And my daughter is STILL asking about when the photos will appear. Looks to me like they’ve lost the photos but don’t have the balls to confess. If they have the photos and still can’t find 5 minutes to upload them, then shame. What a rip off.

Yet more reasons why we hate Vista

When we set up a new office for our business last year I did the usual thing – rang Dell and ordered a bunch of whichever PCs were on special, plus copies of Office Pro. It didn’t even occur to me that of course Windows XP had been superseded, and so we came to hate Windows Vista.

The best summary of my frustrations can be found in this extremely fun review of a chap ‘upgrading’ to Windows XP from Vista.

Then yesterday I enjoyed reading Charles Wright’s Bleeding Edge article in the Age Green Guide about him helping a friend downgrade from Word 2007 to Word 2003, and Charles’ quite justified criticism of the totally unhumanly sympathetic Word 2007 (article doesn’t seem to be online).

And also yesterday I was reminded of yet more quirks in the new Office. We use QuickBooks, on a Vista machine (just getting QB running on Vista was a pain, there was no QB for Vista when we bought the PC, then they finally issued an upgrade, but even now we can’t open any of the online help pages).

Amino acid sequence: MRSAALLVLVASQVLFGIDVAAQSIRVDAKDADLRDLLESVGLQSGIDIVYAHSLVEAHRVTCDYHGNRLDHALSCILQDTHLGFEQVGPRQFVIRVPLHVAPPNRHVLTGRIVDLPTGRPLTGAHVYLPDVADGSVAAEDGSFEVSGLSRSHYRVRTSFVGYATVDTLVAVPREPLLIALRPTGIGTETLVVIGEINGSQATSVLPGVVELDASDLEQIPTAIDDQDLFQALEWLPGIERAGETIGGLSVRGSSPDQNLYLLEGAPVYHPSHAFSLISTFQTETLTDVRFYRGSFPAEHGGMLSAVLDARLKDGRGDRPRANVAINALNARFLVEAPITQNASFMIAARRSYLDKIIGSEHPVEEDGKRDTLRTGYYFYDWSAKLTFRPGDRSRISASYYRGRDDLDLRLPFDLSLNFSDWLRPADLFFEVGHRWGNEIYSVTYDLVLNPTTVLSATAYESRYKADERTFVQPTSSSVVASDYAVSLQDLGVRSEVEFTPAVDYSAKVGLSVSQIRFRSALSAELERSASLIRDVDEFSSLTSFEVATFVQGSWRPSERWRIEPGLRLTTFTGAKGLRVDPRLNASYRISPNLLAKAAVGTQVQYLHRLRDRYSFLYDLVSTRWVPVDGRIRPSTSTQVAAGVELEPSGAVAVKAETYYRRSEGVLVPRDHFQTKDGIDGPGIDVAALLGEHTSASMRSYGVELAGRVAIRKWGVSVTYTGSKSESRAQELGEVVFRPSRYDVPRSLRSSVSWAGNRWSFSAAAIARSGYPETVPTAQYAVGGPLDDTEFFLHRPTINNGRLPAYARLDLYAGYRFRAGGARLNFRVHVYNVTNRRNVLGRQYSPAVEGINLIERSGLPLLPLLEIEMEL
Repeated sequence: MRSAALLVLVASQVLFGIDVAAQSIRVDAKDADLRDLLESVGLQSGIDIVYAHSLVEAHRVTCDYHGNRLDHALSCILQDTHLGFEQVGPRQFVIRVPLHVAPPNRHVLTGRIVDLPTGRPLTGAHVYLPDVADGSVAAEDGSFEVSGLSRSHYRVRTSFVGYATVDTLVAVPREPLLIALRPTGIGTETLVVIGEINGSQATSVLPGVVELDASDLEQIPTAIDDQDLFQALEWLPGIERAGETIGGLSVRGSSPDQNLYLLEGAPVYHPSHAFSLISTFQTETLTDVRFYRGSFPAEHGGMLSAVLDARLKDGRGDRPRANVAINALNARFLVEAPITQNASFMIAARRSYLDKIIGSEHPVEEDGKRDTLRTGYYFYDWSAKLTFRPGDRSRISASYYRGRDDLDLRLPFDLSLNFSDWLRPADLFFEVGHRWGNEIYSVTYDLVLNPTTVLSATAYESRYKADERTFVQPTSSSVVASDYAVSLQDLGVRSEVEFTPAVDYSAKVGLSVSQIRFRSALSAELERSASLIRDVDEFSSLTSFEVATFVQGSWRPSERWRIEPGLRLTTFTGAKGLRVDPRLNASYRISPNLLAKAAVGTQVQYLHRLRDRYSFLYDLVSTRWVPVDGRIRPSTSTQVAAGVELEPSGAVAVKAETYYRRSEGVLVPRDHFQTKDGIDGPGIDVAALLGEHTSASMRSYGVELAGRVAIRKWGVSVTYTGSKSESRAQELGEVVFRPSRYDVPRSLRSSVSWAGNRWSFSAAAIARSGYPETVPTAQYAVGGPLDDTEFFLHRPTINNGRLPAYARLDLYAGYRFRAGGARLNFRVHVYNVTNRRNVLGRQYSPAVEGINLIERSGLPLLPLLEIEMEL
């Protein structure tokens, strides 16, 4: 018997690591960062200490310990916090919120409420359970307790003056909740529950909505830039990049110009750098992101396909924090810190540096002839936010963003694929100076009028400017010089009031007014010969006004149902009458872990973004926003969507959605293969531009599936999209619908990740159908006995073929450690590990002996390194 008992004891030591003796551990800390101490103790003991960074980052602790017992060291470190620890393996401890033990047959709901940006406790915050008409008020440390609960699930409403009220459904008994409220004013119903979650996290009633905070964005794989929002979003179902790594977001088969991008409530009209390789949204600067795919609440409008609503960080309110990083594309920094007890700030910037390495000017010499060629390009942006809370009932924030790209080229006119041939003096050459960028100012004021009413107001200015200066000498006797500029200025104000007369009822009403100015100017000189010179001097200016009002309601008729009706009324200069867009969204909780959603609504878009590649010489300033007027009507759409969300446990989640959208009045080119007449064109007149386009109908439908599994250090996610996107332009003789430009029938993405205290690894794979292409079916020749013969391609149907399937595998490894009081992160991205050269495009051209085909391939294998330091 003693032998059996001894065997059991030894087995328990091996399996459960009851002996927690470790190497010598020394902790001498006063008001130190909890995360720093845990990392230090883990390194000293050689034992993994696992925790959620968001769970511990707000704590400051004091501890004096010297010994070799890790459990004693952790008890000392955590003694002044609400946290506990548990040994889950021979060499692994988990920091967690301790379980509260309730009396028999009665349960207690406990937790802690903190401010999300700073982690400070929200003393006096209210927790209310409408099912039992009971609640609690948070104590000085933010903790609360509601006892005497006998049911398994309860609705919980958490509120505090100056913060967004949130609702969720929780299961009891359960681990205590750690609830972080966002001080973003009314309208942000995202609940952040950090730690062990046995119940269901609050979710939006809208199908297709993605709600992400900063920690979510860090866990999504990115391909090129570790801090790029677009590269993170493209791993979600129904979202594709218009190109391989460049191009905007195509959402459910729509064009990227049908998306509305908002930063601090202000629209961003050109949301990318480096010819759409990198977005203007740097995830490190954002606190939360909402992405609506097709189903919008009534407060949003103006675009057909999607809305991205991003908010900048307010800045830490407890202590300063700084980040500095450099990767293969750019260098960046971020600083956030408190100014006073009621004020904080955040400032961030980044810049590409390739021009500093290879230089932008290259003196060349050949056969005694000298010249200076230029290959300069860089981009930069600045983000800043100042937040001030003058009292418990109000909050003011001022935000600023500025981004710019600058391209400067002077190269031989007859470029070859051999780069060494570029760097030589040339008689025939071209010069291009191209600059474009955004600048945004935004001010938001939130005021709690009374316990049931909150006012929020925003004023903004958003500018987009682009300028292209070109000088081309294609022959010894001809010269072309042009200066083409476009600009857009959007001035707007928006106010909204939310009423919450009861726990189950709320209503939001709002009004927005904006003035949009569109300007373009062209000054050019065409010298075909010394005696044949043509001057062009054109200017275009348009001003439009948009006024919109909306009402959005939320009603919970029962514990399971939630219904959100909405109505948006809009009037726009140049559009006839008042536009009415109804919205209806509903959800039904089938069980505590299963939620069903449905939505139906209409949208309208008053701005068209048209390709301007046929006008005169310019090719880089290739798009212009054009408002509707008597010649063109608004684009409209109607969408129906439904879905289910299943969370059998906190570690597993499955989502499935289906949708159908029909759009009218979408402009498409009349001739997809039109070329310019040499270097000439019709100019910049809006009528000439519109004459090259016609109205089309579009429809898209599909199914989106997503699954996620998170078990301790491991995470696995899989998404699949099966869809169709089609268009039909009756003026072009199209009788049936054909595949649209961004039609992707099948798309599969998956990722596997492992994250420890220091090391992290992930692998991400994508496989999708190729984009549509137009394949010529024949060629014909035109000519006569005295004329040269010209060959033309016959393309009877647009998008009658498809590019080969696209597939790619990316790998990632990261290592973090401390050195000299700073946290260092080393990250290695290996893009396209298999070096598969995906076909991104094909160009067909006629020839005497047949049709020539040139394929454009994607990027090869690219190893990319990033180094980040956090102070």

I regularly export from QuickBooks to Excel – it’s an excellent way to get my hands on financial data to play with, and was easy and smooth process. Actually it still is – click the Export button on a QB report and up pops Excel with my numbers.

But there’s a trick, and it took me a moment to work out something was amiss. I deleted a column – and wondered why the machine had locked up for about 5 minutes. After this happened a couple of times I poked around, and discovered the Excel file size was 4meg. I copied and pasted the cells with the data into a clean Excel file and saved – 24k. The inevitable conclusion – QB and Excel 2007 creates huge files. And another light bulb went on. When scrolling down the Excel sheet I realised I could scroll forever – every cell of all some 65,000 rows had some kind of data attached – even if the cells appeared blank.

Hence my trouble. When I asked to delete a column, it was a column 65,000 rows deep, no wonder the PC was taking time.

It’s a huge annoyance and I can’t find a way around it except to copy and paste the numbers to a fresh sheet – whereupon I lose most of my formatting. I even tried saving the file back down to 2003 format and opening it on another machine that runs XP and Office 2003. Same problem.

This is a brand new problem – never happened in QB on XP with Excel 2003. It’s an activity I perform almost every day – and it’s now completely stuffed.